Tuesday, June 19, 2012

North Yorkshire 17.06.2012.

Fly Orchid.

Fly Orchid.

Degeer's Longhorn Moth.

Red-necked Footman.

Dingy Skipper.

Small pearl-bordered Fritillary.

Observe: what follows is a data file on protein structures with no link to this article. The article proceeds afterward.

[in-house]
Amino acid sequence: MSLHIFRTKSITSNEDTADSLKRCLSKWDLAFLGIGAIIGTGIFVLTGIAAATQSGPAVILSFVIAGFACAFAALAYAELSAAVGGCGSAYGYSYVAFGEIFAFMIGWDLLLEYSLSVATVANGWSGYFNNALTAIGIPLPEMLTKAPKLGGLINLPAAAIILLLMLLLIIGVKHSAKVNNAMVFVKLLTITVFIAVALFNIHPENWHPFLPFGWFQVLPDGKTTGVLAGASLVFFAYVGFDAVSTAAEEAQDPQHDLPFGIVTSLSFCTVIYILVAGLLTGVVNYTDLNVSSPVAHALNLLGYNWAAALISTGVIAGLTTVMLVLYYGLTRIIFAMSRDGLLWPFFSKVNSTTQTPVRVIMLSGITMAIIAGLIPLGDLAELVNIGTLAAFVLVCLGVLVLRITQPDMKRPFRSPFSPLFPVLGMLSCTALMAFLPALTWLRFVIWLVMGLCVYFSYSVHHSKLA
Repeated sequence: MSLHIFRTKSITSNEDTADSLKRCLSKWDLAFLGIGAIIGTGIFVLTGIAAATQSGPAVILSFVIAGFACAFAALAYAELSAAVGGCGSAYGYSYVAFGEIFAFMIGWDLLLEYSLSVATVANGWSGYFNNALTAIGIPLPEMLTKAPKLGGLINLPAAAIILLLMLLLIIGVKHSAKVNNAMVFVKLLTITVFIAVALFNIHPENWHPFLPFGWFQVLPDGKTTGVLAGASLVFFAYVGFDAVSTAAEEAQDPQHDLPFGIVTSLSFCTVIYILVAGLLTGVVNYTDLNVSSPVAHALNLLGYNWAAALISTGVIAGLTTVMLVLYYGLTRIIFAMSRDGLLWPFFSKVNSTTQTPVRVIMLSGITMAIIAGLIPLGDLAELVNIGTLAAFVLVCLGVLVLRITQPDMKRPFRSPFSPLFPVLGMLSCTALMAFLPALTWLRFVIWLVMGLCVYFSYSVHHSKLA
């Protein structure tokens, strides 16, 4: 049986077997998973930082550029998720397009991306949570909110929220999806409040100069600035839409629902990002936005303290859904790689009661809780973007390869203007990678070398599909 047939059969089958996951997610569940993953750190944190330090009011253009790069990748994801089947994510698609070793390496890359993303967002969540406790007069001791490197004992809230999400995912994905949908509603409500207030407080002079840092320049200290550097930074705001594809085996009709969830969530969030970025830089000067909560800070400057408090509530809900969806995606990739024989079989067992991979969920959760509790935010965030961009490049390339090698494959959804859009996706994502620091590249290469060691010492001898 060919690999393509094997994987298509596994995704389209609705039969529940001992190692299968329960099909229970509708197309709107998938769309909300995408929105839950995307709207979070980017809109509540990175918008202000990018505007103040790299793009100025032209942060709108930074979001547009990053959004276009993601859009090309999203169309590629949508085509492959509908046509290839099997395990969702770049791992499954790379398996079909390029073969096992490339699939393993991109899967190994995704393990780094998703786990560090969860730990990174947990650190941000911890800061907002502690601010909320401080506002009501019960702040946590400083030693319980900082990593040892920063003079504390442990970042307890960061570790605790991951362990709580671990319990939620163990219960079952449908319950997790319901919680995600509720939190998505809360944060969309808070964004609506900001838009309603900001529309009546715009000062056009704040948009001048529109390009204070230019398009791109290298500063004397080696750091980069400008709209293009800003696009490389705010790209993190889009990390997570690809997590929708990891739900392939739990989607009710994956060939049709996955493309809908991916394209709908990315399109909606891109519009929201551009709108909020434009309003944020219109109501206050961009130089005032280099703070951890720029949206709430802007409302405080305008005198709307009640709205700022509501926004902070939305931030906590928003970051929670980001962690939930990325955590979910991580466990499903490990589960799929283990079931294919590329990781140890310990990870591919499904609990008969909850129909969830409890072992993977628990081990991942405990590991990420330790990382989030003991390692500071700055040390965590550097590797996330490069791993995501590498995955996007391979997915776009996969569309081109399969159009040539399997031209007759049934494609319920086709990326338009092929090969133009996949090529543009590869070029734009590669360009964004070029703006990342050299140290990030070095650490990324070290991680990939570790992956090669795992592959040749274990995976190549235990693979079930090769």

With the prospect of adding a new Orchid species to our lists and also a species i had always wanted to see,Chris and myself headed to the forests in North Yorkshire.After meeting up with Allan and Jackie we headed to the first site for our target species.Unfortunately the walk to the site was fairly crap,with light drizzle,but things soon improved as we arrived at the destination.After about 15 minutes Allan shouted us over and there it was the stunning Fly Orchid.It soon became apparent that there wasn't just 1 or 2,but literally hundreds along this hillside meadow,with a guesstimate in the region of at least 500 spikes,an amazing sight!.Other species included Common-spotted Orchid and at least 100 spikes of Common Twayblade,this was certainly a special place.On the walk back to the car we enjoyed great views of a 2nd calendar year male Goshawk as it called and mobbed a passing Common Buzzard,a fantastic sight to see and we also had brief views of a Hobby.The next site we visited was nearby in the valley bottom and consisted of 1 small pond and a valley mire and stream and a larger lake.This area was small,but very productive with another new Orchid for myself,Northern-marsh.It was growing in pretty good numbers as well and another bog speciality Butterwort,was also well distributed over this site.Another brief view of what was probably the same Goshawk over the forest and several Siskin added some bird interest.Also seen here were 5 species of Odonata,which included masses of Common-blue Damselfly,lesser numbers of Large-red Damselfly,a single female Emperor,6 Four-spot Chaser and a stunning male Golden-ringed Dragonfly which i managed to catch to show the others.Today was turning out to be a special day!.Finally we visited another meadow area and added some stunning species to our already impressive list for the day and included a cracking moth species,Red-necked Footman!.It was found resting along the verge side in grass and i managed some great photos of this fairly rare and new species for us all.Another nice find here,was another moth species and was found in similar circumstances to the Red-necked Footman,a cracking Beautiful-golden Y,this species is fairly common,but makes up for it in looks.The final highlights of the day came in the form of a superb female Adder,single Dingy Skipper and at least 6 beautiful,Small pearl-bordered Fritillary,the Frits and Dingy being our first of the year and what a gorgeous butterfly the Frits are.So what a day and a big thank you to Allan and Jackie for showing us around these great sites today,it was brilliant!!.